In court, she defended her possession of the pewter jug which had been hidden under her shawl. ‘I had had three quarterns of rum, and then called for a pint of beer; I thought it was the beer I had in my hand; when I had got a little way I saw what it was, and was going to take it back when he stopped me.’ To which the witness replied, ‘She was going from the prosecutor's house towards her own home.’ The then unmarried Mary Wood was recommended for the mercy of the court and served a sentence of one month.
Mary then appeared before the Old Bailey as Mary Daley in February 1846, two years after her previous conviction. She was indicted for stealing one cloak belonging to Mr. William Paul. Mary stridently defended herself. She claimed the cloak was ‘lent’ to her by a Mrs Mary Paul from whom she had sought assistance for her sister who had given birth and needed linen. The court heard that Mary had approached Mrs Paul under the guise of being ‘Mrs. Potter, chapel sweeper’, and convinced Mrs Paul of her integrity through naming Mrs Paul’s former employers.
Accused of the ruination of the cloak by Mrs Paul, Mary claimed that it was muddied and torn due to the rough handling of the arresting constable. The constable claimed that such was Mary’s resistance that he required further help in order to retrieve the cloak from her at the ‘The Jolly Baker’. In her defence Mary asserted ‘I had plenty of time to make away with the cloak, instead of going to the next street, within thirty doors of the place, and stopping till twelve o'clock at night.’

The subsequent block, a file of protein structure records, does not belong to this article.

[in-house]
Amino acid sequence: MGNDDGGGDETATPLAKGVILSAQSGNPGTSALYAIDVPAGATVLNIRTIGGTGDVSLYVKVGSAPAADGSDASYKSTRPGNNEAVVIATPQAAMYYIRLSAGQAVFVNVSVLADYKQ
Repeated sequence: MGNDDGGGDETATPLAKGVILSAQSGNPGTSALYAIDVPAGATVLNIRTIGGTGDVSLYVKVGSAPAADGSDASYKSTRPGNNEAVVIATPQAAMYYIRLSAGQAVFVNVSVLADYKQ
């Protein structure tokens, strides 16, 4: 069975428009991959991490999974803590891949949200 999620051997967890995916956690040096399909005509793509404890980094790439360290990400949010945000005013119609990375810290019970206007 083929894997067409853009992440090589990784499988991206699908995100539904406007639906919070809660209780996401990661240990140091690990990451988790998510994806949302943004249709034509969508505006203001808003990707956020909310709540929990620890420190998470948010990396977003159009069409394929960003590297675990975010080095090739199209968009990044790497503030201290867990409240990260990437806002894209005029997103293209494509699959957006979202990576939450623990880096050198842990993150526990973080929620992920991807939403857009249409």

Mary’s final conviction was just one year later in March 1847. This was again for the theft of clothing; a cloak and gloves. Mary asserted that she was in the doorway of Mr. Gutterbridge’ s premises at Alpha Place Regent’s Park as she was ill. She further stated she had just come from the Foundling Hospital and she was in need of a particular letter from the house. Whilst in the doorway, the said coat had caught on her sleeve. Mary claims she was attempting to secure the cloak back on its nail when Mr Gutteridge appeared and threatened to kick her, so she quickly ran off the premises. Mr Gutteridge then followed after her and located a policeman with the offending coat in his hands. Mary claimed in her defence, ‘he may as well bring everything out of his place, and give it to the policeman, and say I took it, as this coat’. Mary was transported for seven years, leaving a husband and a child behind. It could be speculated that perhaps she had indeed come from the Foundling Hospital seeking to place her child therein.